Nowadays, there is an app for everything. Why? Because we want things to be simple, intuitive, easy to operate, and at our disposal 24/7. This has led to incredible advances in automation practices. Almost everything is on auto-pilot in the present. Most services and most menial tasks. The same can be said for cybersecurity. Today, security operation center automation or Automated SOC is a growing field — But what exactly does it entail? What is SOC Automation? And, is it really such a good thing? Let’s dig in and give you some answers to these questions.
What does Security Operation Center Automation Mean?
Upon detecting malicious activity, a SOC team typically runs through the following 3 phases, these compromise the incident response process:
Normally, your team would manually run each of these responses. What SOC automation does is that it uses an advanced algorithm, AI, to immediately and without the need of human supervision take action and start manufacturing a defense and attack plan.
Millions of things can be automated as far as your SOC team is concerned and in many cases, your cybersecurity experts have already implemented them. Factors and actions like:
- Alert enrichment
- Action taken once an alert or red flag is detected.
- Integral and more in-depth analysis.
Automation as far as SOC is concerned, can be summed up by the way the algorithm – coded and designed by your team – is configured to react. If “A” happens, “B” should automatically take place. In the purity community, the phrase most often passed on from department head to department head is:
“Automate everything you can.”
That’s the trend. Everyone benefits from automation, even a SOC team. Nevertheless, automated SOC has its pros and its cons, and sometimes the disadvantages outright the benefits it might bring to your organization.
Benefits of SOC Automation
Modern life has generally already taught us the benefits of automation. Just think back to your day-to-day and count how many things you’ve handed down to robots or apps, things that used to take up time and are now being performed seamlessly in an automated way. Paying and sending out invoices. Getting reminders for events we want to attend. Ordering up a grocery. Getting an alert when an article has just been written about a topic you like. Investing in the stock market. There are dozens of things we constantly automate.
In cybersecurity, SOC automation takes some of the pressure and workload away from the operators and hands it over to a, well, robot — after all, that’s one of the major breaks and advantages of the Industrial Revolution and now the Digital Revolution, machines can help us out.
Automation in SOC helps out in the following ways:
Better incident response time
An AI, an algorithm, a code, is better at spotting breaches. There’s no two ways about it. Why? Because they have better response times and can keep a digital eye on all your network, without distractions, and with both a panoramic as well as a microscopic view. Humans can only do so much, we’re as fast as our biology permits it, and our response times are limited by our brain’s capacity to react. AI doesn’t suffer those mortal problems. They adapt, and when they need to get faster, they simply update themselves or get more RAM speed. This means that they have faster response times.
SOC automation processes are more affordable and cheaper than a living, breathing cybersecurity team. Les personal, means fewer paychecks to write and hand out. Not only that, but due to the ability to construct everything within servers and computers, the AI, serving as SOC team, lives inside a tiny metal box — and sometimes, not even that, it lives and exists in the cloudless office space. In general, SOC automation saves up a lot of money when it comes to production and maintenance costs.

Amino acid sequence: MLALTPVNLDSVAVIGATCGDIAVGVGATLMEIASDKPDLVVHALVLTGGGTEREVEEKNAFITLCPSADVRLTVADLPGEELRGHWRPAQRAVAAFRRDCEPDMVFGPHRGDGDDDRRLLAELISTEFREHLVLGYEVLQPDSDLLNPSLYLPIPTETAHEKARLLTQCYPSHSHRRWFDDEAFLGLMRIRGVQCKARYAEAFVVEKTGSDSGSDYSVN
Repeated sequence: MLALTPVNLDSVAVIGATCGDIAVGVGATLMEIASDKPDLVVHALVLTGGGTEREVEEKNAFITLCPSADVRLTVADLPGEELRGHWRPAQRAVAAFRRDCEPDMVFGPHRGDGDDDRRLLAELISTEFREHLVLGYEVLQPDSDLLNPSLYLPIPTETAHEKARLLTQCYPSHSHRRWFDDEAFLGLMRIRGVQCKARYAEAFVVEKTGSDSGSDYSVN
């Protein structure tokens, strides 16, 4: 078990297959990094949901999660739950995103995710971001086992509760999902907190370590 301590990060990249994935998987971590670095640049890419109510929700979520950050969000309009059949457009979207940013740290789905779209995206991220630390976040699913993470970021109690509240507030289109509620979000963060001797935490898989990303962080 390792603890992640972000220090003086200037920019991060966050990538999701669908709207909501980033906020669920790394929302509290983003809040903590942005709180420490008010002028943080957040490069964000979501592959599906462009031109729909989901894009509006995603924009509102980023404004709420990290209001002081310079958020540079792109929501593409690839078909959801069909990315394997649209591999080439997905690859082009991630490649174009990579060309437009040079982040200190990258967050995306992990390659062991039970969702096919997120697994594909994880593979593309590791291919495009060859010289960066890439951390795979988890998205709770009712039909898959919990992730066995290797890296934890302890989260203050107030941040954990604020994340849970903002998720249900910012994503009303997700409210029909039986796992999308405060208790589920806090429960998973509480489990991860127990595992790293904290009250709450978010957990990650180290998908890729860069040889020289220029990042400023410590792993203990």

Faster Collection and Analysis Of Security Data
An efficient AI can recollect data faster, audit it and give your team a report on it than any flesh and bone human could.
“To err is human,” Alexander Pope said that in 1711 and he sort of hit the nail when it came to encapsulating the human experience. We make errors, machines rarely do.
Disadvantages of SOC Automation
The main disadvantage right now, when it comes to SOC automation tools is that they are still very much in their infancy. What does that mean? It simply means that we are still trying to adapt them to the current pace of many risks and we are still trying to work out all the kinks.
This translates to:
Limited Investigation Capabilities
Automated tools only know as much as you program them to know. They are, in a sense, limited by what you teach them. This means they have constraints when it comes to their investigative capabilities.
Lack Of Resources
Your automation process can only react and use the tools you programmed them to use. If they happen to come upon an unexpected problem or issue, then, sadly, they’ll stall and won’t respond with the same dynamic creativity and resources as a staff member.
Using SOC automation tools VS a manually managed SOC team
The truth is that there is no such thing as a manually managed SOC team. Good cyber security is when you employ all tools available — including technology, or automated services. An efficient SOC team will use and work with automated services and AI, in a way that both benefit from the other, in a symbiotic relationship. Automation services need good caregivers, good teachers, good people to teach them — there’s a reason why during the creation of AI there’s a stage called “machine learning.” The machine, the robot, the app, learns not only from the threat it avoids, the person who is employing it but from the team that trains it. In SOC automation’s case, from the Security Operations Team.